Webinar: Violence against women and mental health
Domestic and family violence (DFV) is a major contributor to disease burden (the impact of illness, disability and premature death) among Australian women, with mental health conditions making up the largest proportion of this DFV burden.
Research has found that mental health intersects with DFV in complex ways. Mental illness can be brought on by DFV, can compound the effects of DFV, can act as a barrier to reporting or accessing support during or after DFV, or can be used as a tool against women by perpetrators of DFV.
Drawing from the evidence base, the expert panel will unpack this nuanced issue and discuss a move towards a collaborative approach to mental health policy and practice. The discussion will be facilitated by Michele Robinson, Director of Evidence to Action, ANROWS with:
- Professor Kelsey Hegarty, University of Melbourne
- Carmel O’Brien OAM, Counselling Psychologist, Psychrespect
- Fiona, representative with lived experience, WEAVERs, University of Melbourne
- Dr Sabin Fernbacher, Consultant
There will also be a live Q&A.
For more information about this topic please see the ANROWS research synthesis ‘Violence against women and mental health’.
This webinar is designed for:
- policymakers, practice design decision makers, practitioners and researchers working in domestic and family violence, mental health and other health services.
The webinar is open to any-one and free to attend. A recording of the webinar will also be available on the ANROWS website.
Professor Kelsey Hegarty
Professor Kelsey Hegarty leads the Safer Families Centre of Research Excellence. She also holds the joint Chair in Family Violence Prevention at the University of Melbourne and the Royal Women’s Hospital, and co-chairs the Melbourne Research Alliance to End Violence against women and their children (MAEVe).
An academic general practitioner, her research focuses on interventions to prevent violence against women; to identify domestic and family violence in primary care settings; and for early intervention with men, women and children exposed to abuse.
Kelsey developed the Composite Abuse Scale, a validated multidimensional measure of intimate partner abuse; was co-editor of Intimate Partner Abuse and Health Professionals (2006); and led the development of the Royal Australian College of General Practice White Book on Abuse and Violence.
Fiona ran away from her 28-year domestic violence relationship eight years ago. When she left, she vowed she would speak out about domestic violence, and in some way, change the perception of women who had had this lifestyle.
Fiona was involved in the ANROWS/University of Melbourne WITH program, in a series of digital stories helping to promote understanding of intimate partner violence. She has become a passionate advocate speaker, sharing her long experiences at the First International Domestic Violence Conference in 2018 (as keynote speaker) in The Guardian, in a YouTube video for North Western Health, and at North Western Health.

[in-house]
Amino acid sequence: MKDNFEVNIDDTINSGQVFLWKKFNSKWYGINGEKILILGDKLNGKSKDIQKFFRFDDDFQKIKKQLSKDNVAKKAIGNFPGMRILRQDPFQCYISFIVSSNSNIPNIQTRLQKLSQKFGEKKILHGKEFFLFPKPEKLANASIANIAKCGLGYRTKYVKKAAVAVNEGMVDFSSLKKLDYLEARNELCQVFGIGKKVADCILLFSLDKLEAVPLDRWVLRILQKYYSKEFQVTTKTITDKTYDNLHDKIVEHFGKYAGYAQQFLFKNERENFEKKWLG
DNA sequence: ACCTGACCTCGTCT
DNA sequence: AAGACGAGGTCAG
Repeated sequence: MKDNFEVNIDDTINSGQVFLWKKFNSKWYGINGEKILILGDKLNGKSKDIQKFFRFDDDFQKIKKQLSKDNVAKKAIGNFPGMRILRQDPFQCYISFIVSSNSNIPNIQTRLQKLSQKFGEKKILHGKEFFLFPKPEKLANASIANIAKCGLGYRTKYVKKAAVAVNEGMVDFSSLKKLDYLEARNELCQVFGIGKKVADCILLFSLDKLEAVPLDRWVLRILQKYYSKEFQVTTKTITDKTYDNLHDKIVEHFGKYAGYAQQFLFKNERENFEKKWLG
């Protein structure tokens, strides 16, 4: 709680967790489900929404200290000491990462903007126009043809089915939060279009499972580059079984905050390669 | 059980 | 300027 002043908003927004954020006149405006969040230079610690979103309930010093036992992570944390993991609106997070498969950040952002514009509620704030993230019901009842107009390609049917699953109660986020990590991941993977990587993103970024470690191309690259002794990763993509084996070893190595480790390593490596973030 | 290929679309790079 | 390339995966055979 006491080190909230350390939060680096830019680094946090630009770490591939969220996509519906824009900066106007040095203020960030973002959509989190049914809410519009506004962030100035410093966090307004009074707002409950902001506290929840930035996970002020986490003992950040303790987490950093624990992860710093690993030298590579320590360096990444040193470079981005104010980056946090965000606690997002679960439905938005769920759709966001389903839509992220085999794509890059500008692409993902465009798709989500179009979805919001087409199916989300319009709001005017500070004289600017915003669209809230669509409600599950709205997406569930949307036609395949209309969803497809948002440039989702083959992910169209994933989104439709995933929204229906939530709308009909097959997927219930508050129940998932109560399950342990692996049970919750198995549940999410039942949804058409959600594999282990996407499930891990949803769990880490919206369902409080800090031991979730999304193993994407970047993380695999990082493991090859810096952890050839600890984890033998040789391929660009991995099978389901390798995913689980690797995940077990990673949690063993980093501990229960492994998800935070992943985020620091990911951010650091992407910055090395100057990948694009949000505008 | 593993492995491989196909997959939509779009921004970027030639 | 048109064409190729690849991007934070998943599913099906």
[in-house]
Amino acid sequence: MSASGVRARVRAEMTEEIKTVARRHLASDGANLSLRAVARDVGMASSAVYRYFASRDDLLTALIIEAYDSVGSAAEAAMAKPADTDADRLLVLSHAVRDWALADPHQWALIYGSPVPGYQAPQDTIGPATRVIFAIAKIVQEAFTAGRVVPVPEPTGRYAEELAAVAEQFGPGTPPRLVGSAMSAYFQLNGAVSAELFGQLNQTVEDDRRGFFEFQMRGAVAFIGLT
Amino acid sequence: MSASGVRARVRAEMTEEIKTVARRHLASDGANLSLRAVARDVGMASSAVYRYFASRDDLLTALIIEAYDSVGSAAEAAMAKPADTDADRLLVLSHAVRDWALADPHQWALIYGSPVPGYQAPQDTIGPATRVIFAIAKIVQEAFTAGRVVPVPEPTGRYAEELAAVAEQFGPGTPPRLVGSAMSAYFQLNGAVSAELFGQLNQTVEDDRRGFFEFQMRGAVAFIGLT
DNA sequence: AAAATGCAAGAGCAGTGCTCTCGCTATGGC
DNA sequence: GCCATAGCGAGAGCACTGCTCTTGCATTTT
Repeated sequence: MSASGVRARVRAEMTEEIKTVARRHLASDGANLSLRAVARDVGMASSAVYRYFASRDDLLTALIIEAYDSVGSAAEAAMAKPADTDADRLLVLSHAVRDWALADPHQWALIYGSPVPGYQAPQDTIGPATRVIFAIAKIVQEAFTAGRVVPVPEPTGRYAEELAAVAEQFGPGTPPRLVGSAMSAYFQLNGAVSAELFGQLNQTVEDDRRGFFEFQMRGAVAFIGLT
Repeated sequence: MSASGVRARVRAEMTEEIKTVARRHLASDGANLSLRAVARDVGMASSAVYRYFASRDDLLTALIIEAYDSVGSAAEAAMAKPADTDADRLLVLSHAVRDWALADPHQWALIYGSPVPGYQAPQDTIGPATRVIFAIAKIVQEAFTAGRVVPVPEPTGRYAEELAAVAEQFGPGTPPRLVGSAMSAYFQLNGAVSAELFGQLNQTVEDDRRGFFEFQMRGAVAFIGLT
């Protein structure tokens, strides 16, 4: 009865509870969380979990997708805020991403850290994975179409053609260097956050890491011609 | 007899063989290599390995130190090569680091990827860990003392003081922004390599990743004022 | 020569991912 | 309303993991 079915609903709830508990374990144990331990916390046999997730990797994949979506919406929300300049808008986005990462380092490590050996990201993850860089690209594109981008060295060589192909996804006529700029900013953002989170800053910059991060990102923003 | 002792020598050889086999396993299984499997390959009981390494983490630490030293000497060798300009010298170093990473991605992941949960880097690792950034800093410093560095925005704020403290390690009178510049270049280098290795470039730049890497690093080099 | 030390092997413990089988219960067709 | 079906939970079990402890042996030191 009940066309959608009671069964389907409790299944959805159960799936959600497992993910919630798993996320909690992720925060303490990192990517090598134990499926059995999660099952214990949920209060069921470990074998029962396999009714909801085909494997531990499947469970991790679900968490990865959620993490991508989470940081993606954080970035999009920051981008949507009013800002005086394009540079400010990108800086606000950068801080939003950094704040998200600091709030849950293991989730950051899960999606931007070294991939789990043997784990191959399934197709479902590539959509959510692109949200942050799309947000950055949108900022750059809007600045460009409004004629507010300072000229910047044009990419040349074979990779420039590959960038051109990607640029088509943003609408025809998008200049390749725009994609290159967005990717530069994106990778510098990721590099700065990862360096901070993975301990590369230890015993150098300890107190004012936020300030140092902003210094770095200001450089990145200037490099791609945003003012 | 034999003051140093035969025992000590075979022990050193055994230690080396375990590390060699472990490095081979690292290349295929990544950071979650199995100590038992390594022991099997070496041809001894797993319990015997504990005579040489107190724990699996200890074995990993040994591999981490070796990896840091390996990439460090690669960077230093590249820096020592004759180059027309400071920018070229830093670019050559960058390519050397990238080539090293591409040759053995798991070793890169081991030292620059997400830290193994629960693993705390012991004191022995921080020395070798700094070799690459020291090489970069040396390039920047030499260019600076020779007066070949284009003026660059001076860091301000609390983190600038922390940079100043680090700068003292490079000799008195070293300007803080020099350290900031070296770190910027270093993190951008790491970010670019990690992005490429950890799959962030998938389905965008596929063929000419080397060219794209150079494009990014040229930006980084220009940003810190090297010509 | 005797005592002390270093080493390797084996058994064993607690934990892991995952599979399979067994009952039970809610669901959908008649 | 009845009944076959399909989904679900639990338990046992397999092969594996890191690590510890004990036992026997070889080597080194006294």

Fiona is extremely passionate and driven. By sharing her experiences she hopes to educate the community and break down stigma and stereotypes about domestic violence. Fiona is part of the WEAVERs (Women and their children who have Experienced Abuse and ViolEnce: Researchers and advisors) project at the University of Melbourne.
Carmel O’Brien is a counselling psychologist whose special clinical interest is the recovery of women and children from family violence. She has worked in a variety of community settings as well as private practice. Carmel initiated some unique models of service provision including utilising trained mentors to aid recovery, a family violence prevention program for girls in schools, and a successful choir for survivors. Her first book “Blame Changer: Understanding Domestic Violence” was released in October 2016. Her second book, which looks at survivors’ experiences in the justice system, is awaiting publication. She has spent 17 years serving on various Boards in the education and welfare sector. Carmel has received a number of awards for her work, including a Medal of the Order of Australia (OAM) for her contribution to mental health and social welfare organisations.
Dr Sabin Fernbacher
Dr Sabin Fernbacher works as an independent consultant. Her work has focused on social justice, family violence, sexual assault, homelessness and mental health and the intersection of those issue for both, individuals, and systems. She has worked in and across all those sectors as well as in the Mental Health Branch (Victorian Department of Health).
Sabin is committed to the development of realistic policies that are implementable to ultimately make a difference for those accessing services. She enjoys authentically engaging with people from all walks of life and working with people from diverse sectors. She is passionate about collaborating, co-designing, and co-producing with people with lived experience.
Michele joined ANROWS in 2017 as the Director, Evidence to Action. Michele leads the translation and dissemination of research at ANROWS to support the take-up of evidence into policy and practice, to reduce violence against women and their children. This role builds on Michele’s 18 years of experience in leadership roles developing advice and strategies on research, knowledge partnerships and exchange in a diverse range of sectors, including the prevention of violence against women and their children.